Questions for Reflection
- How does your family’s history impact your giving today?
- Who, in your faith tradition, inspires you to be a philanthropist? Why?
Families and Generosity
by Avery Crews Prado de Lima
Our individual families shape many of the behaviors that we have and can often influence the way we view the world and our role within it. Family history is an important aspect to consider when looking at the actions and decisions that someone makes in their daily lives. Generosity is one of those actions, and looking back in my own family, I see examples of how their generosity shaped my views of philanthropy today.
As a child my parents allowed and encouraged me to pursue personal interests and connections. Whether that was reading every Nancy Drew book ever written or volunteering to read with elementary school students, my interests were treated as valuable and worthy of cultivating. Philanthropy and giving were given similar value. While we were expected to engage in tithing as a family during mass, we were also offered opportunities to give to people and organizations that we cared about. I remember being given the option to select the organization where we would donate supplies or time. Having this choice helped expose me to many different types of charitable organizations and showed me the value of giving my time.
Looking back now as a graduate student in a philanthropic studies degree program, having the freedom to pursue my own methods of giving from a young age positively shaped my view of giving. Numerous studies have shown that children model giving without being taught, but I believe that having a positive family tradition of giving together further develops that innate desire to give back to others. Giving showed me that I had the capacity to impart change upon the world around me, even if it was simply by donating a dollar to support a certain project or choosing a child’s name to purchase supplies for. I believe my family is an important part of everything I do and their role in the way I understand generosity is invaluable.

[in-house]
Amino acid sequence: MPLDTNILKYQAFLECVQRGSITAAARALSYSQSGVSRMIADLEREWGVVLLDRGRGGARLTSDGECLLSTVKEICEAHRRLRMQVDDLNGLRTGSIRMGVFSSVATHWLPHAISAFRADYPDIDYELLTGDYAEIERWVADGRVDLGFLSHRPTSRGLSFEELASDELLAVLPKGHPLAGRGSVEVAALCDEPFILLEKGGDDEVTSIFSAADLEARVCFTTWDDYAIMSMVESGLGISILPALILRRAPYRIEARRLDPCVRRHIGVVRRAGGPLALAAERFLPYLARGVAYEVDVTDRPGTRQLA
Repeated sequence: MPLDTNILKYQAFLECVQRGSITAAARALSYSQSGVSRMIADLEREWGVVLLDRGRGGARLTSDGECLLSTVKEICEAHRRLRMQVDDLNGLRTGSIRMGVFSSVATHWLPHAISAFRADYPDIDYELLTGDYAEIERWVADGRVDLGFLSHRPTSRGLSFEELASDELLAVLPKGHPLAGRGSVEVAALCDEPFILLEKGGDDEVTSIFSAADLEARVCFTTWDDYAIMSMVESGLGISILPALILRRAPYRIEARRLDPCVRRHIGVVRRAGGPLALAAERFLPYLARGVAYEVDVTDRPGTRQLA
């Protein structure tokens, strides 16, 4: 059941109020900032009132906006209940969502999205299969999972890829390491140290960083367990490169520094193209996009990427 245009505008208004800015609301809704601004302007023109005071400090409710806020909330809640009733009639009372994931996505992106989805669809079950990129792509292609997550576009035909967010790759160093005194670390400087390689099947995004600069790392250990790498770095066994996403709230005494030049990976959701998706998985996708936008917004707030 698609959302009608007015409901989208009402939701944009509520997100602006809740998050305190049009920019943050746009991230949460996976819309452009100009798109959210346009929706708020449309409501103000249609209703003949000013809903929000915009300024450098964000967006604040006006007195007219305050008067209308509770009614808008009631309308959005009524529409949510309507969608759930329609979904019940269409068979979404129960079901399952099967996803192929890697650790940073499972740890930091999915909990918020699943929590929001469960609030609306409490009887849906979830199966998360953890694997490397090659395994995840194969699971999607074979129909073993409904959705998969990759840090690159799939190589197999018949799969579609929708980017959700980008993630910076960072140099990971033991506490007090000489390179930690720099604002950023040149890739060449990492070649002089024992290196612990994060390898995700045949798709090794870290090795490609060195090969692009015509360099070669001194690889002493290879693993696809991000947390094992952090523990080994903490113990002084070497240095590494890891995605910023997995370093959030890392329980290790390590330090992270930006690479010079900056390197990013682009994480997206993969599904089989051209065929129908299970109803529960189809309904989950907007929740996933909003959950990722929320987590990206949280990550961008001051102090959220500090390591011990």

A Few Spots Remaining
Our next online cohort of the Executive Certificate in Religious Fundraising starts soon and there are a few spots remaining! We surveyed our participants a year after taking the course and one wrote that through ECRF they gained “confidence, direction as an executive fund raiser, ability to engage in fundraising conversations from a faith-based perspective.” Another wrote that they gained “a confidence that I can be a part of these discussions despite the fact that I don’t have unlimited means.” Wherever you find yourself on this spectrum, we are confident that you will gain the skills and tools you need to grow as a religious fundraiser!
Learn More About Muslim Philanthropy
We’ve curated a selection of resources for you to explore and learn more about the field of Muslim Philanthropy in the US. Did you know that the IU Lilly Family School of Philanthropy is the home of the Muslim Philanthropy Initiative (MPI), established in 2017? They conduct research, hold training programs, and convene philanthropic leaders. In addition to MPI, here are some other resources to check out:
“Muslim Philanthropy: Living Beyond a Western Definition” by Dr. Shariq Siddiqui
World Congress of Muslim Philanthropists
“Why Supporting A Muslim Charity Helps Our Community” from the Zakat Foundation of America
Insights, a bi-weekly e-newsletter, is a resource for the religious community and fundraisers of faith-based organizations that provides:
- Reflections on important developments in the field of faith and giving
- Recommended books, studies and articles
- Upcoming Lake Institute events